How will the Government manage to cover the gap? First, the Government has booked imports of 5.5 million tonnes of wheat. That leaves a gap of at least 4.5 million tonnes. The Government may book further imports; or it may meet this gap mainly by (i) distributing other grains (rice/coarse grains) in place of wheat and (ii) reducing total distribution. The first is not objectionable in itself, except that, given the normal diet of different regions, and the lack of infrastructure to procure coarse grains, there are limits to which it can be carried out. The second, particularly in a situation of high open market prices, will gravely reduce the already low consumption of the poor.
Thus the CACP projects that wheat offtake from the FCI will fall from 17.2 million tonnes in 2005-06 to just 12 million tonnes in 2006-07. In its projection, this reduction can be achieved by eliminating all allocation for Above Poverty Line (APL) sections, cutting the allocation for the Antyodaya scheme (for the “poorest of the poor”) by 43,000 tonnes, and cutting the allocation for other welfare schemes by 1.54 million tonnes.22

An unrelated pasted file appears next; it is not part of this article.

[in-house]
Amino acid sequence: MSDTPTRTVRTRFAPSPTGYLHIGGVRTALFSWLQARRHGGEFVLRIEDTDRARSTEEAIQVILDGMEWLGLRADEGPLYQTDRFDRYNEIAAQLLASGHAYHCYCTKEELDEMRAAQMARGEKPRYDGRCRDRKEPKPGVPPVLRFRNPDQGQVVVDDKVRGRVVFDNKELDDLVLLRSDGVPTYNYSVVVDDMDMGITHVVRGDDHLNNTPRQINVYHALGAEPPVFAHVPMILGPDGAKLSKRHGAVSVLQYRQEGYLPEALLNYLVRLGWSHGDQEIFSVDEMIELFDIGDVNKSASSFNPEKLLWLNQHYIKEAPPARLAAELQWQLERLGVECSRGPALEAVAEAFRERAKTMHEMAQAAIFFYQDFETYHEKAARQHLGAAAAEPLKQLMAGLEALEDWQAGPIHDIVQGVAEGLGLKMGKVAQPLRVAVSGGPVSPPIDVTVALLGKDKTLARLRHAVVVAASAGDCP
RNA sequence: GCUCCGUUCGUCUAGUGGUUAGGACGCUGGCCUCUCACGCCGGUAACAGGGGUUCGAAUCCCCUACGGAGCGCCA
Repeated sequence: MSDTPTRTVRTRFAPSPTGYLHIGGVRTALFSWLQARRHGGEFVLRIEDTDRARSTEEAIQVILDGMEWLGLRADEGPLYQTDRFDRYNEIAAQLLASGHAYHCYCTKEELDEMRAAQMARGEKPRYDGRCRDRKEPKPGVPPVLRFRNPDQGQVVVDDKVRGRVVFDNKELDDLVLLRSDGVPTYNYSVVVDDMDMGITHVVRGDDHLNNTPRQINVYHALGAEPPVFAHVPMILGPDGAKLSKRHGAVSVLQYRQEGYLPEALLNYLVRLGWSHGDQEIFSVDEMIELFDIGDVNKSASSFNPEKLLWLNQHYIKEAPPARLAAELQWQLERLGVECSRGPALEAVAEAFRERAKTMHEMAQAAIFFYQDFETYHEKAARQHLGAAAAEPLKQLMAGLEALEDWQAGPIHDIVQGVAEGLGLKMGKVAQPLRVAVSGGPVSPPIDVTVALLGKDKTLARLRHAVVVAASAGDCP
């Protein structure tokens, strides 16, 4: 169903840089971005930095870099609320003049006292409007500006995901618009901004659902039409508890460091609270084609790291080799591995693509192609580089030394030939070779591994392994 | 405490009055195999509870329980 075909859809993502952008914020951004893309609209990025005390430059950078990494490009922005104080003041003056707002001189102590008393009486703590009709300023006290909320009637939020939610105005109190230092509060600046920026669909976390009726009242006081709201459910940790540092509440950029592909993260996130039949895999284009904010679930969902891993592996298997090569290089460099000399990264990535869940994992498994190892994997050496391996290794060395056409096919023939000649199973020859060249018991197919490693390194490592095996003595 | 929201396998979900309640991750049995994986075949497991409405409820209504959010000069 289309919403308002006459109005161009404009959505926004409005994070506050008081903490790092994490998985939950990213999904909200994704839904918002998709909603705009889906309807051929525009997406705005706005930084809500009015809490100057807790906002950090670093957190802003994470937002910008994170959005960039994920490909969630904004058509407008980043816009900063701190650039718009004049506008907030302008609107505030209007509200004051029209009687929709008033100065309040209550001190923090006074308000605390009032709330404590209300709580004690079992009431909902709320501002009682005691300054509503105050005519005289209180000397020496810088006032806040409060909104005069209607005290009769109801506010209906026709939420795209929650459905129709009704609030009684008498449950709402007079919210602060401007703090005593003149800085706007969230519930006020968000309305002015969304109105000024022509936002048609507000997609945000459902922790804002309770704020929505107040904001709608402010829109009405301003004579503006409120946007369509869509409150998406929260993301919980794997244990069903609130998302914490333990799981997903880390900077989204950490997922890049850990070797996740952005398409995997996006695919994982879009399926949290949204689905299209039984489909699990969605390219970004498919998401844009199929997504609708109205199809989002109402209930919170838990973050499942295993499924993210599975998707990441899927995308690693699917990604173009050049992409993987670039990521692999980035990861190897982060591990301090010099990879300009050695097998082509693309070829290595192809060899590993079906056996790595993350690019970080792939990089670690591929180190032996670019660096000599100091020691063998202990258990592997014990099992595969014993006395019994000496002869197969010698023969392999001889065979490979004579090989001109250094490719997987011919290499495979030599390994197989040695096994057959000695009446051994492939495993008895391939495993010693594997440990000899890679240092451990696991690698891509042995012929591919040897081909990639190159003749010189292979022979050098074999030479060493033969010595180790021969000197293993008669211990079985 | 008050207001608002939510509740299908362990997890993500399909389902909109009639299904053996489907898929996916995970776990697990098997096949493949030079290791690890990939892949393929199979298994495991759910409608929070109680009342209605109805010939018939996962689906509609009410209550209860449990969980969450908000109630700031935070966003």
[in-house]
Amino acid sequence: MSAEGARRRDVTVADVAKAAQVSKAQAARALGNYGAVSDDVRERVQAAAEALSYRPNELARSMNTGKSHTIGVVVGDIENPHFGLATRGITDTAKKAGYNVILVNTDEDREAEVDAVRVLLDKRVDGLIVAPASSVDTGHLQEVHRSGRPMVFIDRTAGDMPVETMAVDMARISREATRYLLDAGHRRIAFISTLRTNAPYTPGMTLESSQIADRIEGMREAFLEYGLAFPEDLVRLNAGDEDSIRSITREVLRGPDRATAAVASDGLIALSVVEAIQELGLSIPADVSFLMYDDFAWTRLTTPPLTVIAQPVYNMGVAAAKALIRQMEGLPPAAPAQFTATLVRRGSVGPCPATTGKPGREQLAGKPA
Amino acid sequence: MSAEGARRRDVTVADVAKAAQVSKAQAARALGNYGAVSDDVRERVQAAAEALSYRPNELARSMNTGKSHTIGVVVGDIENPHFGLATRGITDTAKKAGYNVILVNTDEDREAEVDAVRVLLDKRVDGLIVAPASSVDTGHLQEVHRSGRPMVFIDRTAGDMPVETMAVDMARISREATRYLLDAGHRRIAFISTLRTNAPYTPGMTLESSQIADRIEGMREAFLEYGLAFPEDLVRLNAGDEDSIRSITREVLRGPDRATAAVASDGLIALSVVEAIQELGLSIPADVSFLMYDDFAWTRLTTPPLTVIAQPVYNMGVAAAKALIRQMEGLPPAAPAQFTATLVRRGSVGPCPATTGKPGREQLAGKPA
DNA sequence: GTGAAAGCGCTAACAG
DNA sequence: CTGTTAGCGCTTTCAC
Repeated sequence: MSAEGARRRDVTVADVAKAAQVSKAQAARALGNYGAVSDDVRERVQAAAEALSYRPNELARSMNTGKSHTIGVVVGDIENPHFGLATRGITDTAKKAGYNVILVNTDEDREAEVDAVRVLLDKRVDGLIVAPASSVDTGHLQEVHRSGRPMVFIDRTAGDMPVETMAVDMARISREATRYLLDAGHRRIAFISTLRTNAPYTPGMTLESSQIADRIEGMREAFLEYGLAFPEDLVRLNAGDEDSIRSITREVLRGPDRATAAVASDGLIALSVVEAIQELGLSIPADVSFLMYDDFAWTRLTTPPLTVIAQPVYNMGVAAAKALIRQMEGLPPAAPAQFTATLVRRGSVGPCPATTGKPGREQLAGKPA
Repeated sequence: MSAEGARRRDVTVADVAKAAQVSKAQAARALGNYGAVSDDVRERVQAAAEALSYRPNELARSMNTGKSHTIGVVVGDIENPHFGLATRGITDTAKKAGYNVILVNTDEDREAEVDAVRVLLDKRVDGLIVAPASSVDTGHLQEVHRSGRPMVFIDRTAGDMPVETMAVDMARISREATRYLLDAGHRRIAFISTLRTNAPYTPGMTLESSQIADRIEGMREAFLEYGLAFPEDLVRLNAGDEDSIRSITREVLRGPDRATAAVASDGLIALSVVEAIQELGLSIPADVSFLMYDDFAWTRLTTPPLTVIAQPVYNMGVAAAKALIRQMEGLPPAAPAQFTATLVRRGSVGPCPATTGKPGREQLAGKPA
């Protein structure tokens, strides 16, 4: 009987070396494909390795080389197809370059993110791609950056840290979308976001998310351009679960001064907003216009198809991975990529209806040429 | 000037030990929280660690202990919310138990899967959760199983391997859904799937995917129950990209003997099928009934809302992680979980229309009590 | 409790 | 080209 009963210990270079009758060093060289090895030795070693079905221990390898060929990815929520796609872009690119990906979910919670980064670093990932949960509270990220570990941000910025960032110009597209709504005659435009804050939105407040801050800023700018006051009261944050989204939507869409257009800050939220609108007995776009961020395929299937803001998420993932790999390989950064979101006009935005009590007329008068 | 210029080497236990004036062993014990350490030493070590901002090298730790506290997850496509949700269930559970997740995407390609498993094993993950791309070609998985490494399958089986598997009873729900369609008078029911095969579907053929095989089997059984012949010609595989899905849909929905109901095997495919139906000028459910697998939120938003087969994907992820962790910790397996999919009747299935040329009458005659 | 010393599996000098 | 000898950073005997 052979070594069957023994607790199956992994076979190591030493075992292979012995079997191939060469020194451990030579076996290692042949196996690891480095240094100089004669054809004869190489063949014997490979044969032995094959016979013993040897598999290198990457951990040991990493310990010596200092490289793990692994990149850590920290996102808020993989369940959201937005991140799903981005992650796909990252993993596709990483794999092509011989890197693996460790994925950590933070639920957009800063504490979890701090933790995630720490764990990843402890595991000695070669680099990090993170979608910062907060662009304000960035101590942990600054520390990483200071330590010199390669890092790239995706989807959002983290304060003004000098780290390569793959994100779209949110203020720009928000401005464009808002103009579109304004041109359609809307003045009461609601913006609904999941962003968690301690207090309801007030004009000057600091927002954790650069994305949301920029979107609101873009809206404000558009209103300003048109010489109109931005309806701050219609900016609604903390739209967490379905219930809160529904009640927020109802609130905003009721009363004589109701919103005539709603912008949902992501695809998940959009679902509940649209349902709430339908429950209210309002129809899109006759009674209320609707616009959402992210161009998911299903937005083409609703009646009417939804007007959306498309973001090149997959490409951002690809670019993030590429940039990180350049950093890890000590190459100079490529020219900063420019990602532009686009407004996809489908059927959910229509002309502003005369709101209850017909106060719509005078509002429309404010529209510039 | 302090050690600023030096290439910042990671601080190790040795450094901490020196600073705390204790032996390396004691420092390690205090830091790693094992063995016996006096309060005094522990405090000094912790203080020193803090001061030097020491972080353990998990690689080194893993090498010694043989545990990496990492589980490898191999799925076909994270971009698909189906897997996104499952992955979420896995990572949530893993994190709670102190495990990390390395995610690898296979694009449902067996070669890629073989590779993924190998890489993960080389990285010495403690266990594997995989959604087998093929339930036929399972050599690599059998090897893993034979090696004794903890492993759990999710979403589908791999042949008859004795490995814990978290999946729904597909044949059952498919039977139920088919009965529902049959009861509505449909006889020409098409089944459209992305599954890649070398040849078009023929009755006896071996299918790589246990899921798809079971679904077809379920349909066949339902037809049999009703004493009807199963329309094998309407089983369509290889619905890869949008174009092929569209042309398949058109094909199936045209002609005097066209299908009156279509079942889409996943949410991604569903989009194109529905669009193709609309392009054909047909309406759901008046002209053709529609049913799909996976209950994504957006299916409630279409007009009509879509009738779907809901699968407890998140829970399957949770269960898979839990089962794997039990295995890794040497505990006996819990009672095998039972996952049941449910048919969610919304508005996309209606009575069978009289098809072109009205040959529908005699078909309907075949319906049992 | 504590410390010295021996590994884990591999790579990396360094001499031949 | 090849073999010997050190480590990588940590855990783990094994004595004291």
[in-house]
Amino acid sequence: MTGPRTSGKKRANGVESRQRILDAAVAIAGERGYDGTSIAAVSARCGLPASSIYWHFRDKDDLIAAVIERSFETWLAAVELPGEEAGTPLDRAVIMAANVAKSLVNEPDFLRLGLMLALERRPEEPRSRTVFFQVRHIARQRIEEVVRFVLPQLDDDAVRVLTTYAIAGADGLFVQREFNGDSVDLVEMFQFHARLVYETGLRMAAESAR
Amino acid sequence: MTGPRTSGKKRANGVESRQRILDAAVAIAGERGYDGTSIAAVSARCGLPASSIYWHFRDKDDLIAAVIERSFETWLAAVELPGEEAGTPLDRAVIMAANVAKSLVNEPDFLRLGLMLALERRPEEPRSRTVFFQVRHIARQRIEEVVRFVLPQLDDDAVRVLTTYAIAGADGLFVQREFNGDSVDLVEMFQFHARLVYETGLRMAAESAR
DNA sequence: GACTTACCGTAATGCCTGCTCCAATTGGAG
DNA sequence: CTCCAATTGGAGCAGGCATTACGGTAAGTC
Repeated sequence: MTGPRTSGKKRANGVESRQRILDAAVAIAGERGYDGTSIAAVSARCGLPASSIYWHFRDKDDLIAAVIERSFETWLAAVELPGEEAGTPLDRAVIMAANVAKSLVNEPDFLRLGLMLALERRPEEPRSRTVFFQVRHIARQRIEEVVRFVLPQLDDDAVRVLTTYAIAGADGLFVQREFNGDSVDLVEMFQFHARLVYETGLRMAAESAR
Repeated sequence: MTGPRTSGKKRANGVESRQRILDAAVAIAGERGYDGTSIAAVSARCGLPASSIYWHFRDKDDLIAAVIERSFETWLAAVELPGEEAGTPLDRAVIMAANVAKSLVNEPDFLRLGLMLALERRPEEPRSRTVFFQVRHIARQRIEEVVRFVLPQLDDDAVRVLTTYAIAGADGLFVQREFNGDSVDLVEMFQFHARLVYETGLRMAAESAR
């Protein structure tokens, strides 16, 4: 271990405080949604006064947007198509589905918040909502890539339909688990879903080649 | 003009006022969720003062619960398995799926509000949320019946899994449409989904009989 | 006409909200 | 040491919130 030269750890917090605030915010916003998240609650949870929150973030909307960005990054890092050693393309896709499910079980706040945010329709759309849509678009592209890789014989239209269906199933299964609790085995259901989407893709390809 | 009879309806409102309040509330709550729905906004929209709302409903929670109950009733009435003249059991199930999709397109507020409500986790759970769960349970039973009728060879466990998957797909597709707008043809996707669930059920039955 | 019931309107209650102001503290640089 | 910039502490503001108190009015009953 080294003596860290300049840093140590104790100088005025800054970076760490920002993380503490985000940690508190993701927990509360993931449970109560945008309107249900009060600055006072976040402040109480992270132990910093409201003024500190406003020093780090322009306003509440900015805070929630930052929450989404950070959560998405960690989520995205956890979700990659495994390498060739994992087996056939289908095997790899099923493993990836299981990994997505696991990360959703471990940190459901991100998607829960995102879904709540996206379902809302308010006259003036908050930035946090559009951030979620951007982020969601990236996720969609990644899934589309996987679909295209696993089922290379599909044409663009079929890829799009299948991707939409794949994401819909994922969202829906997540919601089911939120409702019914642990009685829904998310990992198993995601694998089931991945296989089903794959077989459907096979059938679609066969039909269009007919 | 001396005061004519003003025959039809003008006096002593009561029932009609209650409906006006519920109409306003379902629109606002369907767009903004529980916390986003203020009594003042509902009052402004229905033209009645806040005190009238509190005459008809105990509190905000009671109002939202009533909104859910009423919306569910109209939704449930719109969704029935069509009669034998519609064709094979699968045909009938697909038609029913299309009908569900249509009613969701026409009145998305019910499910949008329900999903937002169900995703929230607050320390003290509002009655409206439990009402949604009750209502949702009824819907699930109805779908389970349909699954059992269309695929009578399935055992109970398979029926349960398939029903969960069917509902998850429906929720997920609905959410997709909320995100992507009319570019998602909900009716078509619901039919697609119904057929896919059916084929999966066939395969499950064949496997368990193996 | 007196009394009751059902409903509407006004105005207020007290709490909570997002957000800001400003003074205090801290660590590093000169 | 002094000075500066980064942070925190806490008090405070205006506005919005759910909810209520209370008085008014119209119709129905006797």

Indeed, the Department of Food prepared a note for the Cabinet Committee on Economic Affairs recommending reduction of wheat allocations to the states, allocation of coarse grains instead of wheat, removal of foodgrains in rural employment schemes as part of wage payments, decrease in allocations for drought-hit areas, and increase in foodgrains prices for both APL and Below Poverty Line (BPL) by five kg.23 Although the Government has issued no official statement to this effect, allocations have evidently been cut – West Bengal now receives 0.15 million tonnes of wheat instead of 0.22 million tonnes.24
19. CACP, Price Policy for Rabi Crops of 2006-07 Season. (back)
20. Ibid., p. 21. (back)
21. Business Standard, 23/5/06. (back)
22. Quite apart from the fact that the separation of consumers into those “Below” and “Above” the Poverty Line is disastrous, since the definition of poverty used is untenable, the attempt at ‘targeting’ inevitably excludes large numbers of even those officially termed “poor”. A Planning Commission study has noted that 57 per cent of those officially termed “poor” have been excluded from the BPL category. (back)
23. B. Karat, “The PDS and eroding food security”, Hindu, 6/6/06. (back)
24. Ibid. (back)